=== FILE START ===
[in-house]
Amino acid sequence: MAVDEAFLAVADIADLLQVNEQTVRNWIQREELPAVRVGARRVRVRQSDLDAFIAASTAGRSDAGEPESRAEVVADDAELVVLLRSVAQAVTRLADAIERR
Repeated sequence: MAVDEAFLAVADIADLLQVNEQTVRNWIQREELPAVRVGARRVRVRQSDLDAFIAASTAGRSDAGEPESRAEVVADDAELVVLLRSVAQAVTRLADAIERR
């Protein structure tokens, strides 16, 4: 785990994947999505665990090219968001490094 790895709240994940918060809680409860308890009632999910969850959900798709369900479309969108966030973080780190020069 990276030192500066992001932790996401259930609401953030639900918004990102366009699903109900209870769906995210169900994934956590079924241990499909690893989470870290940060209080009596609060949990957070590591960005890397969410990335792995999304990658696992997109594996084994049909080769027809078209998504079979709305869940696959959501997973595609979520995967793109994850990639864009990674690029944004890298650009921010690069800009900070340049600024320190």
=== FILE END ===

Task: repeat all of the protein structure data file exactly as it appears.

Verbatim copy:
[in-house]
Amino acid sequence: MAVDEAFLAVADIADLLQVNEQTVRNWIQREELPAVRVGARRVRVRQSDLDAFIAASTAGRSDAGEPESRAEVVADDAELVVLLRSVAQAVTRLADAIERR
Repeated sequence: MAVDEAFLAVADIADLLQVNEQTVRNWIQREELPAVRVGARRVRVRQSDLDAFIAASTAGRSDAGEPESRAEVVADDAELVVLLRSVAQAVTRLADAIERR
């Protein structure tokens, strides 16, 4: 785990994947999505665990090219968001490094 790895709240994940918060809680409860308890009632999910969850959900798709369900479309969108966030973080780190020069 990276030192500066992001932790996401259930609401953030639900918004990102366009699903109900209870769906995210169900994934956590079924241990499909690893989470870290940060209080009596609060949990957070590591960005890397969410990335792995999304990658696992997109594996084994049909080769027809078209998504079979709305869940696959959501997973595609979520995967793109994850990639864009990674690029944004890298650009921010690069800009900070340049600024320190």